FLICKR, MISSERIONWhile the open-access publisher has always promoted data sharing, starting next week PLOS will require authors publishing in their journals to make the raw data behind the results freely available to all.
While many researchers applauded the publisher’s move, others questioned whether submitting authors would be willing to share such information, and at what cost.
“I wonder if most clinical investigators can do this feasibly,” noted Yale University cardiologist Harlan Krumholz. However, added The Cochrane Collaboration’s Tom Jefferson, an epidemiologist and a long-time clinical data-sharing advocate, “If people want to submit stuff for publication [to open-access journals], it’s absolutely right that they should make all the data available.”
CELL, ZINGG ET AL.Among the many ongoing efforts to fully map the mouse brain, a University of Southern California-led team has constructed a detailed connectome depicting the neuronal pathways of the murine cortex. The researchers published their work this week (February 27) in Cell and have made the mouse cortical connectome freely available online.
“The one thing I really appreciate about this work is that it combines the large data scale with careful, manual annotation and analysis of the data,” said Pavel Osten, a neuroscientist at Cold Spring Harbor Laboratory in New York, who was not involved in the project.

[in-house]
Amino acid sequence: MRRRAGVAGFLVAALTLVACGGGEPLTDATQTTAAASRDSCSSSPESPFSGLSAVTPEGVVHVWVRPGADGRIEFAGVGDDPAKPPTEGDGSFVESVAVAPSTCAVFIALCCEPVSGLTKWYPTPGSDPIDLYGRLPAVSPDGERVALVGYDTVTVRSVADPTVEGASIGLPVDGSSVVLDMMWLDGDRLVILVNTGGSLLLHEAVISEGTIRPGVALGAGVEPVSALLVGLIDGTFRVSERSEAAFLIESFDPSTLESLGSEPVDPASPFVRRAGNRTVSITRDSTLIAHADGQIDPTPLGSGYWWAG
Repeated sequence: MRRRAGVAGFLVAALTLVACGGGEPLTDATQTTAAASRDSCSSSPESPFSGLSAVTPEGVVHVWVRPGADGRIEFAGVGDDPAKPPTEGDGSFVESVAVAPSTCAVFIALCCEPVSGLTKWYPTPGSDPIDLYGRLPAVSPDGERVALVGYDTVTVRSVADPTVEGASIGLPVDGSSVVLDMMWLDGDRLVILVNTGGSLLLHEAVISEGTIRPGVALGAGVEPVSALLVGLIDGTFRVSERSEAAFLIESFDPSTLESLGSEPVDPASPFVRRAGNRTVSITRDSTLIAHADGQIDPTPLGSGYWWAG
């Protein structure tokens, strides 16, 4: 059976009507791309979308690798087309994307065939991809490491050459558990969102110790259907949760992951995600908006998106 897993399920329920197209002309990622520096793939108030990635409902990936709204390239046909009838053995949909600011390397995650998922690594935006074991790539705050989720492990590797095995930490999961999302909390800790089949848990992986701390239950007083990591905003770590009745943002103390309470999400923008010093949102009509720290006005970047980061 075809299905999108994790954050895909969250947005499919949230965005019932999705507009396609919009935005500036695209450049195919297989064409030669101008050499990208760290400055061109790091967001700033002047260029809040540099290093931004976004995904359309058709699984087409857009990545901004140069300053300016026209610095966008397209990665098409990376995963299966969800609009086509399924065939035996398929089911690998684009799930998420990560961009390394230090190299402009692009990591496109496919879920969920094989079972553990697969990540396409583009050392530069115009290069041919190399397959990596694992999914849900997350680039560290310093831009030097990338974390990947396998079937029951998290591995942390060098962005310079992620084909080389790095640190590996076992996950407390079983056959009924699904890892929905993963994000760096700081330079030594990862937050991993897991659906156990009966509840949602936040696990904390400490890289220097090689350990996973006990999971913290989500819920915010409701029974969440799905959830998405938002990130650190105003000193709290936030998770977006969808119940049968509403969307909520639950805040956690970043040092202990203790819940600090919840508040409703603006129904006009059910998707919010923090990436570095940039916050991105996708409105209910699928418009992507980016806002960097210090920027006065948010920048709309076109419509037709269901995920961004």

ZHIDA SUAlthough several groups have had success reprogramming neurons, none have shown these transformations to work in vivo. University of Texas Southwestern Medical Center’s Chun-Li Zhang and his colleagues reported in Nature Communications this week (February 25) on a two-step method for transforming astrocytes into spinal neurons within living mice. But the technique must be improved before any clinical potential is realized, Zhang told The Scientist.
“It’s just a proof of principle,” he said. “We got some cells, but we’re not getting the number we really want for repair. We’re working at full force to boost the efficiency.”
MILAD REZVANIApplying a technique that bypasses pluripotency, a team led by investigators at the University of California, San Francisco, has differentiated human fibroblasts into hepatocytes and used these cells to repopulate a mouse liver. Their work was published in Nature this week (February 23).
This modified approach represents “a step forward in the field,” said Alejandro Soto-Gutiérrez, an assistant professor of pathology at the University of Pittsburgh, who was not involved in the work. “The concept is reprogramming, but with a shortcut, which is really cool.”
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